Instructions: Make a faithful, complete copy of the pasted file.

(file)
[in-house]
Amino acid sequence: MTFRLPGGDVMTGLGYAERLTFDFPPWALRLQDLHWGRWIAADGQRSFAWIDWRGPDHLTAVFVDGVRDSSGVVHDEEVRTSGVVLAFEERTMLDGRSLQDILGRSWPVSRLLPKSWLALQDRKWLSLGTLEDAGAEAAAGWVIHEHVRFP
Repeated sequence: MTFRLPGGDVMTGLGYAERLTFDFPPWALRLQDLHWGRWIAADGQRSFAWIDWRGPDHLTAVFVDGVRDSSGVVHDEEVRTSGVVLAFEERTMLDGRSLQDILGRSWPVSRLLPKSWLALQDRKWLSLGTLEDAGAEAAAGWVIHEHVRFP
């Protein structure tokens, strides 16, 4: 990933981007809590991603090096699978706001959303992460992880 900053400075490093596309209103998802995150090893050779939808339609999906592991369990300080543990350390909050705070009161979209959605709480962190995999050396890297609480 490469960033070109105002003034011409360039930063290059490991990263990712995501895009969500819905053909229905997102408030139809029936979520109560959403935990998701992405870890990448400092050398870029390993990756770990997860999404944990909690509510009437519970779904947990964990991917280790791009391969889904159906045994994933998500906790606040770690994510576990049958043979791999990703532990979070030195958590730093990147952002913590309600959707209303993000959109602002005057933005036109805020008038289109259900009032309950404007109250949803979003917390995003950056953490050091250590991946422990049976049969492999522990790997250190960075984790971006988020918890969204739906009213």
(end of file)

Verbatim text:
[in-house]
Amino acid sequence: MTFRLPGGDVMTGLGYAERLTFDFPPWALRLQDLHWGRWIAADGQRSFAWIDWRGPDHLTAVFVDGVRDSSGVVHDEEVRTSGVVLAFEERTMLDGRSLQDILGRSWPVSRLLPKSWLALQDRKWLSLGTLEDAGAEAAAGWVIHEHVRFP
Repeated sequence: MTFRLPGGDVMTGLGYAERLTFDFPPWALRLQDLHWGRWIAADGQRSFAWIDWRGPDHLTAVFVDGVRDSSGVVHDEEVRTSGVVLAFEERTMLDGRSLQDILGRSWPVSRLLPKSWLALQDRKWLSLGTLEDAGAEAAAGWVIHEHVRFP
């Protein structure tokens, strides 16, 4: 990933981007809590991603090096699978706001959303992460992880 900053400075490093596309209103998802995150090893050779939808339609999906592991369990300080543990350390909050705070009161979209959605709480962190995999050396890297609480 490469960033070109105002003034011409360039930063290059490991990263990712995501895009969500819905053909229905997102408030139809029936979520109560959403935990998701992405870890990448400092050398870029390993990756770990997860999404944990909690509510009437519970779904947990964990991917280790791009391969889904159906045994994933998500906790606040770690994510576990049958043979791999990703532990979070030195958590730093990147952002913590309600959707209303993000959109602002005057933005036109805020008038289109259900009032309950404007109250949803979003917390995003950056953490050091250590991946422990049976049969492999522990790997250190960075984790971006988020918890969204739906009213």